• Before you approach this, you really need to understand how the technology fundamentally works.

Any professional system admin who has worked for any length of time in the field understands the importance of doing things right. None of us want to help promulgate ugly, necessary hacks, because we've been in environments that embody the consequence of years of that kind of activity, and they're unmanageable. For the same reason none of us want to help construct monstrous kludges or make bad architecture work. This is neither snobbery nor naivete, but rather education. Answers like this, along with conceptual answers, are what help people grow their expertise, and stop being green.

So, though I think the site is actually not working that badly at all (there is something of a balance between people who would see every question closed and people who would see every question answered), if there is an area for growth, it is in better discriminating and answering the questions in the middle of the quality spectrum.

I'll also point out that even if you wrote only one answer, and two people happened upon it and liked it, you get to vote, post in meta, flag things, and some other stuff. I say again: it takes approximately just two clicks of the mouse for any two people (or even one person, if you wrote more than just one answer) to enfranchise you. The threshold is low if you post quality things.

  • In most of my perusing of questions, rarely have I come across a "bad" question as you describe it. Maybe I just show up on the good days? But I have seen numerous "middle" questions treated as bad questions, and even some good questions treated as bad questions. I personally would also much prefer the example "correct answers" you gave than a down vote with no explanation. Sometimes a little more explanation is all that is needed to make a middle quesiton a good question and the asker is just trying not to be too wordy or overwhelm other users with trivia.
    – Thomas
    Commented Aug 13, 2013 at 23:13
  • I, personally, tend to err on the side of answering these. Also, during the wee hours and on weekends we tend to get a great deal of atrocious questions which are responsible for much of the close rate. Commented Aug 13, 2013 at 23:18
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    The 1st paragraph deserves a +1 by itself - it's not really that bad, there are tons of good answers (many by you), it'd just be nice if we could get rid of some of the crap. Commented Aug 14, 2013 at 5:48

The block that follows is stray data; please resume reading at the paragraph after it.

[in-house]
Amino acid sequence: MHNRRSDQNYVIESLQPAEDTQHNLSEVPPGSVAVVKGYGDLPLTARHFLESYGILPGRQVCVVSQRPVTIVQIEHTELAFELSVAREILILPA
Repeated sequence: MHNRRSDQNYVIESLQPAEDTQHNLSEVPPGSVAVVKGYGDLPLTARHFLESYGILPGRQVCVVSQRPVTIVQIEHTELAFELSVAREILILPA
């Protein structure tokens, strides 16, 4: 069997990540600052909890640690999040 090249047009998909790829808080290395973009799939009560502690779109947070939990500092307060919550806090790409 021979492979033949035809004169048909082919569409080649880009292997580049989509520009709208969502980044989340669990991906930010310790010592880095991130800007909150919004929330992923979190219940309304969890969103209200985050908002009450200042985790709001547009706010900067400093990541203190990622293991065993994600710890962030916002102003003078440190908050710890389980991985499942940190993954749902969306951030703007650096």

• Totally - and we need to concentrate on the crap that is complete and utter crap, and that begets more crap. This would be almost all of the questions about DD-WRT, cPanel, webmin, virtualbox, OS X, and vmware workstation, among other things... Commented Aug 14, 2013 at 5:58
  • Uh-oh, we've got dd-wrt and virtualbox at work... And Samba4! Commented Aug 14, 2013 at 6:26
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    Hopefully not in prod. Hopefully your WAPs aren't consumer gear running DD-WRT and hopefully you aren't running production servers in virtualbox. And if you are, my only answer to your question about trouble with them is "get some real gear". Commented Aug 14, 2013 at 6:36
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    @FalconMomot There is a blurry line between professional kit and consumer/SOHO kit, and consumer kit does get used in professional environments (and vice versa!). "get some real gear" is probably the right answer, but it isn't helpful when budgets don't allow this. Small businesses don't want to spend 50k on hardware when they can get away with a 1k spend, so providing the question is in a professional context, these question are on topic IMHO. We've got 4 ADSL consumer grade routers in service here, there's no need to spend a fortune on pro kit when there is no benefit in doing so.